Collins, P. H. (1990). Black feminist thought: Knowledge, consciousness, and the politics of empowerment. Boston, MA: UnwinHyman.
Connell, R. W. (2005). Masculinities (2nd ed.). Berkeley, CA: University of California Press.
Crenshaw, K. W. (1989). Demarginalizing the intersection of race and sex: A black feminist critique of antidiscrimination doctrine, feminist theory, and antiracist politics. The University of Chicago Legal Forum, 139–167.
Crenshaw, K. W. (1991). Mapping the margins: Intersectionality, identity politics, and violence against women of color. Stanford Law Review, 43(6), 1241–1299.
Harper, S. R., Wardell, C. C., & McGuire, K. M. (2011). Man of multiple identities: Complex individuality and identity intersectionality among college men. In Masculinities in higher education: Theoretical and practical considerations (pp. 81–96). New York, NY: Routledge.
Jones, S. R. (1997). Voices of identity and difference: A qualitative exploration of the multiple dimensions of identity development in women college students. Journal of College Student Development, 38(4), 376–386.
Jones, S. R., & Abes, E. S. (2013). Identity development of college students: Advancing frameworks for multiple dimensions of identity (1st ed.). San Francisco, CA: Jossey-Bass.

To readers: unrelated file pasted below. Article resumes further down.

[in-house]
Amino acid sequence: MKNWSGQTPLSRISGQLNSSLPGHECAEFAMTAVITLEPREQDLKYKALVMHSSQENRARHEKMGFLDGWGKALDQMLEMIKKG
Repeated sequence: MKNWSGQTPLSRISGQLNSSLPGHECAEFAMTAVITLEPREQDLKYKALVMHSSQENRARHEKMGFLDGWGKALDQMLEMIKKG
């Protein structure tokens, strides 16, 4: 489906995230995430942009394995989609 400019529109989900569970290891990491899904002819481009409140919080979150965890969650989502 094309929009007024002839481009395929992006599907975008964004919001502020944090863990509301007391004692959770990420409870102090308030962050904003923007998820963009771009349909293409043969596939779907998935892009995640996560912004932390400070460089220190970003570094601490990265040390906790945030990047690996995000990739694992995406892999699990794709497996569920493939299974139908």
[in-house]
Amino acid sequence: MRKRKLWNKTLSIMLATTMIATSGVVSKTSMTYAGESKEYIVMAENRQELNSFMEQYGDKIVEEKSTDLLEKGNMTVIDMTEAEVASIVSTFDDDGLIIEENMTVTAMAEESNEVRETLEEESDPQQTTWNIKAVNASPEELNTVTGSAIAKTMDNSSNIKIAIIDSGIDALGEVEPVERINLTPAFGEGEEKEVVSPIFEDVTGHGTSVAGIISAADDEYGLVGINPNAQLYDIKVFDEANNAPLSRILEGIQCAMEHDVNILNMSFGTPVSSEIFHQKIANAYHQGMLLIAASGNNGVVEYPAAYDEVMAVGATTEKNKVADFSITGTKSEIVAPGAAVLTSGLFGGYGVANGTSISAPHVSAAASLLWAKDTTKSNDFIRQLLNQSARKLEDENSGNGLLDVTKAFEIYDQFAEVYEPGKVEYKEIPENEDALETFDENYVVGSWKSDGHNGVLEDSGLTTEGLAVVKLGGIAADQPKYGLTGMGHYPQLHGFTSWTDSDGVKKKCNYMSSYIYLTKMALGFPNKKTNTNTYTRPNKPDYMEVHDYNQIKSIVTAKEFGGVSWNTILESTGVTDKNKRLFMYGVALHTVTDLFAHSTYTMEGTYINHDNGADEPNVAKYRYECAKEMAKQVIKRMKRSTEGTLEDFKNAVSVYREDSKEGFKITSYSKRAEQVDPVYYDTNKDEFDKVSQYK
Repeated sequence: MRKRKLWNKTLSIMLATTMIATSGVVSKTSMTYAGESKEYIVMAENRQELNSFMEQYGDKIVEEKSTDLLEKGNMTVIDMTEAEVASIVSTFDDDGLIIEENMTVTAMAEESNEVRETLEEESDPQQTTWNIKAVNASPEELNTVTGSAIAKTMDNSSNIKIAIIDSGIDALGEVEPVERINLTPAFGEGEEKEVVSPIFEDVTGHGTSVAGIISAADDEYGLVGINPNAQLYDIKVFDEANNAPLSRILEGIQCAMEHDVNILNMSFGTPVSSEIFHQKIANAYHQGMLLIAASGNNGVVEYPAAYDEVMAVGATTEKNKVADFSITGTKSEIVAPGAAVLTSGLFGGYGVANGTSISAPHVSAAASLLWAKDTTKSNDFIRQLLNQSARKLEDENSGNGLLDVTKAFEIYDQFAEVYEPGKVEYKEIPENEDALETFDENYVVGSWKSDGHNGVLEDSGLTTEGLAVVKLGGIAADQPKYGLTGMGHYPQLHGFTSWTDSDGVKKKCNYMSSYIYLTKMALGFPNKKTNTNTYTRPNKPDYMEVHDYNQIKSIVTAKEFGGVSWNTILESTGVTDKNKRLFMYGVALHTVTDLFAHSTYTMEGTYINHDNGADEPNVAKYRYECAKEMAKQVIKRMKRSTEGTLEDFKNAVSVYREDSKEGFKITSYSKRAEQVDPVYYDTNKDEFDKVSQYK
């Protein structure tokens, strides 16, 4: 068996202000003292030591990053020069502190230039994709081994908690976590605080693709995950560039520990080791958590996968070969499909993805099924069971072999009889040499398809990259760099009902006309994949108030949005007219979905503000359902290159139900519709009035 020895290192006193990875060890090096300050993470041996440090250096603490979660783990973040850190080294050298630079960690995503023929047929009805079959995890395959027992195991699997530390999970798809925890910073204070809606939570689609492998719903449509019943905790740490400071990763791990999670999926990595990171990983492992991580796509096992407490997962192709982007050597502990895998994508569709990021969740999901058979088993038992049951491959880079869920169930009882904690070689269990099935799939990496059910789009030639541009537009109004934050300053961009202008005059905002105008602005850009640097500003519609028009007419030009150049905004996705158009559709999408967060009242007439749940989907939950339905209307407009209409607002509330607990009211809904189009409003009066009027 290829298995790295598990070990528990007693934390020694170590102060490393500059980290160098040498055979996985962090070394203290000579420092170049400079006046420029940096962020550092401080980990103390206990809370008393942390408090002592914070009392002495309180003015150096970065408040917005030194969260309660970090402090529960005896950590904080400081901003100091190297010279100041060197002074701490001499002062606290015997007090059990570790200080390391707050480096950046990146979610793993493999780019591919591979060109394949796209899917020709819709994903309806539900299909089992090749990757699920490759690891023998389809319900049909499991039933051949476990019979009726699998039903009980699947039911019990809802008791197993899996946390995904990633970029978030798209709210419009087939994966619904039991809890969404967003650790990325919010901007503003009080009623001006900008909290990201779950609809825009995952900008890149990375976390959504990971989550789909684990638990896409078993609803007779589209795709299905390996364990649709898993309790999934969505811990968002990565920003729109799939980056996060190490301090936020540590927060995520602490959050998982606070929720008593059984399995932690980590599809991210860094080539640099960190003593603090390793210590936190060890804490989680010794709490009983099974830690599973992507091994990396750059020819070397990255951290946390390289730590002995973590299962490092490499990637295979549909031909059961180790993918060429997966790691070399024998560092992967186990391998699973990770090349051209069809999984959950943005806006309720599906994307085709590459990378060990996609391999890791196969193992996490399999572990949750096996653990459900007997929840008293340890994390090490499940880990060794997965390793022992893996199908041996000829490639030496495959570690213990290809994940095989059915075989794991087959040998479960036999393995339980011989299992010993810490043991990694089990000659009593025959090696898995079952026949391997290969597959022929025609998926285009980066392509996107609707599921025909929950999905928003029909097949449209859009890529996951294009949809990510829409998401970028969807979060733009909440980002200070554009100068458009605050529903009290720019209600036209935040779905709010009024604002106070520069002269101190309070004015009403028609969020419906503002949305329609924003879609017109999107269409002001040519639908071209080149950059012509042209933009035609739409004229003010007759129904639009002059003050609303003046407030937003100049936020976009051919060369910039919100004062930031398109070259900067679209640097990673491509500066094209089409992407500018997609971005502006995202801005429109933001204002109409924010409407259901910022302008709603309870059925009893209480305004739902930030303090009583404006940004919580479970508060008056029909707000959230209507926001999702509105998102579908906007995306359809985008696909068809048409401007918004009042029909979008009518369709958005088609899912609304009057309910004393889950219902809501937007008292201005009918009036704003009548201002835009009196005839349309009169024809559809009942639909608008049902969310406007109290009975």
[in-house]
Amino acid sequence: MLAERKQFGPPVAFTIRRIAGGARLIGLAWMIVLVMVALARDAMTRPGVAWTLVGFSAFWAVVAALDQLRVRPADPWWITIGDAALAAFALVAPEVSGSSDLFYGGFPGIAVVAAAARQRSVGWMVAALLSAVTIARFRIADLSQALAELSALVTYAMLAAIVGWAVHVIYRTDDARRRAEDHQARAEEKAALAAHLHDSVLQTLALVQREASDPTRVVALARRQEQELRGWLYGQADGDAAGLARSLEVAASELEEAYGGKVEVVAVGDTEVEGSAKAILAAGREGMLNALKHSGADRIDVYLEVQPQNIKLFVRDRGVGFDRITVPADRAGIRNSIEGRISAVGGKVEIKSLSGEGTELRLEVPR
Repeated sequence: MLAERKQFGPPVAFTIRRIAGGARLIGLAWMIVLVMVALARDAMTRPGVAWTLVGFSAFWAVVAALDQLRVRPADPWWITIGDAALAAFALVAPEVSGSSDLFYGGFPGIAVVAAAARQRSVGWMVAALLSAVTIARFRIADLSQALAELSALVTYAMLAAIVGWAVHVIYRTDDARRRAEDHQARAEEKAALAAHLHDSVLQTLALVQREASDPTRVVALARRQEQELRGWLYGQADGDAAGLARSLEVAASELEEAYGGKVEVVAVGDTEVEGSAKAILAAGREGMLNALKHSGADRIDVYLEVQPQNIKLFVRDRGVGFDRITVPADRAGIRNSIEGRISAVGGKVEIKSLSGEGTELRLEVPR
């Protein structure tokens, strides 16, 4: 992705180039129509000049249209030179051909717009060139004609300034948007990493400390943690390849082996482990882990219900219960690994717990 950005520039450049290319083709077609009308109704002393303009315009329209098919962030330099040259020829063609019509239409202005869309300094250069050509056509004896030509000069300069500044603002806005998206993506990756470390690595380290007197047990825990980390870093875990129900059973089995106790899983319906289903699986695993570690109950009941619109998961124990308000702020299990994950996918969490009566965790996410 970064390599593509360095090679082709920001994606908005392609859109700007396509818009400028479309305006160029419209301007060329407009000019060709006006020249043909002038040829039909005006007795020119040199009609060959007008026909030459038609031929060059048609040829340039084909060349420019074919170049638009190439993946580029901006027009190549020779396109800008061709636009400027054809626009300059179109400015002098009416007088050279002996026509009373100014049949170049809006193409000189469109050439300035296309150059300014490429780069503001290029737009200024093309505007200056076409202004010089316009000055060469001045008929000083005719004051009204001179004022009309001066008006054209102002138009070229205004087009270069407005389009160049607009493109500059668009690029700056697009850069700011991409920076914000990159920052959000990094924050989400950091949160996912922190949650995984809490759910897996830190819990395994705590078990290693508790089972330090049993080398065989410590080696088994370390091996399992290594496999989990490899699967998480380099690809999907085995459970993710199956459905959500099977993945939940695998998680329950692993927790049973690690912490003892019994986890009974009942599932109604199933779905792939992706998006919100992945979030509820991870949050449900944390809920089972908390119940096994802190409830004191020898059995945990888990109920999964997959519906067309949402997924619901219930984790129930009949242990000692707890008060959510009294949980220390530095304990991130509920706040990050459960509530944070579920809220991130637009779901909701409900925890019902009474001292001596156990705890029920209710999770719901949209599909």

Kimmel, M. S., & Messner, M. A. (2003). Men’s lives (6th ed.). Boston, MA: Allyn & Bacon.
Spade, D. (2013). Intersectional resistance and law reform. Signs, 38(4), 1031–1055. doi:10.1086/669574
Stewart, D. L. (2010). Researcher as instrument: Understanding “shifting” findings in constructivist research. Journal of Student Affairs Research and Practice, 47(3), 291–306. doi:10.2202/1949-6605.6130
About the Author
Danny Zepp is a Ph.D. Candidate in Higher Education at Boston College. His dissertation focuses on the intersection of masculinity and faith in college men’s identity. Last November, he presented a paper on college men and intersectionality at the annual meeting of the Association for the Study of Higher Education (ASHE). In April, he presented a review of literature on college men at the intersection of masculinity and spirituality at the annual meeting of the American Educational Research Association (AERA). With over eight years of experience in higher education, Danny has a broad range of expertise in academic and student affairs and campus ministry. He spent seven years as a first-year orientation and retreat director and pre-major academic advisor. Danny currently serves as a graduate research and teaching assistant in the higher education program, where his primary role is to coordinate the Boston College Institute for Administrators in Catholic Higher Education (IACHE). He also serves as a resident minister in a sophomore hall at Boston College.
Please email inquiries to Daniel Zepp.
The ideas expressed in this article are not necessarily those of the Developments editorial board or those of ACPA members or the ACPA Governing Board, Leadership, or International Office Staff.